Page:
We research, care for and share the archives of the parish of Barton Stacey, Hampshire.
Two Neolithic long barrows,
400m south-east of Moody's Down Farm,
known as Moody’s Down SE & SW
One of these was destroyed in the construction of an army firing range. The remaining monument is scheduled under the Ancient Monuments and Archaeological Areas Act 1979. National Grid Reference: SU 43359 38675.
The 180 long barrows of Hampshire, Wiltshire and Dorset form the densest and one of the most important concentrations of monuments of this type in the country. This example is important as it is one of a rare cluster of similar barrows and, with no evidence of formal excavation, it has considerable archaeological potential.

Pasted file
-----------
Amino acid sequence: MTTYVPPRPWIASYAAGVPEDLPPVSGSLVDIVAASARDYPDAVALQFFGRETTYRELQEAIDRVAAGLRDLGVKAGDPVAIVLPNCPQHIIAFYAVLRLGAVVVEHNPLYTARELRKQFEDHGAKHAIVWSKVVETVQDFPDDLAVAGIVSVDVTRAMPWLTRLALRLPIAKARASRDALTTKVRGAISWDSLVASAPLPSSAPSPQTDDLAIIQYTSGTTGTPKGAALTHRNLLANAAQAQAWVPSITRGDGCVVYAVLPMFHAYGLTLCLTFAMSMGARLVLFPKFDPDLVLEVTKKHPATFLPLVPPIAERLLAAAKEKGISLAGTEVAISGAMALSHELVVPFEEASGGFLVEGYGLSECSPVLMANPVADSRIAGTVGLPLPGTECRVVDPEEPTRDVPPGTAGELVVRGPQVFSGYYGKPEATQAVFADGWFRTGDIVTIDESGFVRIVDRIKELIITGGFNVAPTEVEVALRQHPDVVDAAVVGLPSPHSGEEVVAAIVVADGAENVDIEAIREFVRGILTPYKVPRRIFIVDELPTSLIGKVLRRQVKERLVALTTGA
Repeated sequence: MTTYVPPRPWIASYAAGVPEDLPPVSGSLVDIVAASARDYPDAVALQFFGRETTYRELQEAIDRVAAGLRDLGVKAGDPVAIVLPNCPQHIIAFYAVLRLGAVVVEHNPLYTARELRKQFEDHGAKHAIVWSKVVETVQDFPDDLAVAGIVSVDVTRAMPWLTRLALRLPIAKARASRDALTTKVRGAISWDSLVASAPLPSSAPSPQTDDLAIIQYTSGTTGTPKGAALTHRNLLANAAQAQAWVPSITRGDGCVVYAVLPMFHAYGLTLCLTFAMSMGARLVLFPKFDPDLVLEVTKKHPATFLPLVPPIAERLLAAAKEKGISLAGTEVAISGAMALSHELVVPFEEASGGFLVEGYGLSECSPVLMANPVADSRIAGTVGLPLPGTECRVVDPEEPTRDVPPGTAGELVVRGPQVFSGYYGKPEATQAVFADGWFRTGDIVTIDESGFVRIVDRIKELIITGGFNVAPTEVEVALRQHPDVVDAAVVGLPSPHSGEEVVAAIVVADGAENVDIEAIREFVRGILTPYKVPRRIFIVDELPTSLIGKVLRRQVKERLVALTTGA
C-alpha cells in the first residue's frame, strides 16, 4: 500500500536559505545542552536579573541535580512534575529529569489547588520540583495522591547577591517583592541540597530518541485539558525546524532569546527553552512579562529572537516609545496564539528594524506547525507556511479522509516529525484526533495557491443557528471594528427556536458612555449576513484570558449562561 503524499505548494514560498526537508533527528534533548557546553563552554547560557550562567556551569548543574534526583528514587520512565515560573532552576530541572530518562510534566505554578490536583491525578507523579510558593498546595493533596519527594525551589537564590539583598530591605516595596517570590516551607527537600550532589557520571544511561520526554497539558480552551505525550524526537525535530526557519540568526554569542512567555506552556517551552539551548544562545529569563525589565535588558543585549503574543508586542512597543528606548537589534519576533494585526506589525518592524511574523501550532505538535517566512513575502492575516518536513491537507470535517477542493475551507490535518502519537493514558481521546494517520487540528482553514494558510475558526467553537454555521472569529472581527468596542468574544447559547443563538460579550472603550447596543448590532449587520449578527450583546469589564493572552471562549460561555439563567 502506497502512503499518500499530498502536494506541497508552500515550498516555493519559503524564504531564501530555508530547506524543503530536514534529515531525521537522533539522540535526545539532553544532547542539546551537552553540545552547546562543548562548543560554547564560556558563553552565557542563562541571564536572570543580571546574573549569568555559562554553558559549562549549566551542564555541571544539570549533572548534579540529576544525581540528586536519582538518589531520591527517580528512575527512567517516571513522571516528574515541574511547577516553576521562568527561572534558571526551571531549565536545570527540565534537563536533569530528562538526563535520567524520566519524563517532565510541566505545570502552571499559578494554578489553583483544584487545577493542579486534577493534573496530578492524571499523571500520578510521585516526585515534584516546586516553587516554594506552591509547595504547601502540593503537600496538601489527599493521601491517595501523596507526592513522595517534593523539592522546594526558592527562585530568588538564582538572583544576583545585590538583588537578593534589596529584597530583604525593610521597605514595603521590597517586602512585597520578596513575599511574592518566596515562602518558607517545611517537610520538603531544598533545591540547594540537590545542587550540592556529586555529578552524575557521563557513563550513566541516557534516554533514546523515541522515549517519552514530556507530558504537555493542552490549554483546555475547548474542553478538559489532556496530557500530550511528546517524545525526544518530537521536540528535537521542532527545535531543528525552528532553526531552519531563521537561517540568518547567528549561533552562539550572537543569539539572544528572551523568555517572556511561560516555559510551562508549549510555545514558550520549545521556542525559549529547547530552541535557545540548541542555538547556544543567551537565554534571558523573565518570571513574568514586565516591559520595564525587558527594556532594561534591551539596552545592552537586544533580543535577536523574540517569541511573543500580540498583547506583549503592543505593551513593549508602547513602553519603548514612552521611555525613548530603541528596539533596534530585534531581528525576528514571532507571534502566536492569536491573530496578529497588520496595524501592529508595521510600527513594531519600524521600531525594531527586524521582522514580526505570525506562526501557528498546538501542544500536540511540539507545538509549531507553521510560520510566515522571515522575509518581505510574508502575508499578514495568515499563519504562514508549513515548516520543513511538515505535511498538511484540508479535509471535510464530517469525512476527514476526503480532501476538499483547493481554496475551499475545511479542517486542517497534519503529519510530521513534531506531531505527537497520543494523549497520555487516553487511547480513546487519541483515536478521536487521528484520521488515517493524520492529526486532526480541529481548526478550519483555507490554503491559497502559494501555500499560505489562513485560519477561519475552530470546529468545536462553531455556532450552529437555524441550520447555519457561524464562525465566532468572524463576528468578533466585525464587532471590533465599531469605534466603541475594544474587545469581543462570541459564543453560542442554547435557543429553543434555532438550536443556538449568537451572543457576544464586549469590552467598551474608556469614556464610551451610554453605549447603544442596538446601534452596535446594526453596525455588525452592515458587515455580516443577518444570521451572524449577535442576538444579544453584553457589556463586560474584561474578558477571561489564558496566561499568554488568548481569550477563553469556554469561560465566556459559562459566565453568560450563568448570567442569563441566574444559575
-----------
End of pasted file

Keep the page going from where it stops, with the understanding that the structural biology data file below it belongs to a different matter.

Long barrows were constructed as earthen or drystone mounds with flanking ditches and acted as funerary monuments during the Early and Middle Neolithic periods (3400-2400 BC). They represent the burial places of Britain's early farming communities and, as such, are amongst the oldest field monuments surviving visibly in the present landscape. Where investigated, long barrows appear to have been used for communal burial.
Details of all historic sites in Hampshire are available in the Hampshire Environment Records (HER) posted on Hantsweb.
The section on How to Use the maps is clear and explains how to link, for each site, to a brief description of what archaeology was found and the opportunity to read a more detailed account.
There are a number of long and bowl barrows in Barton Stacey, two of which are described below.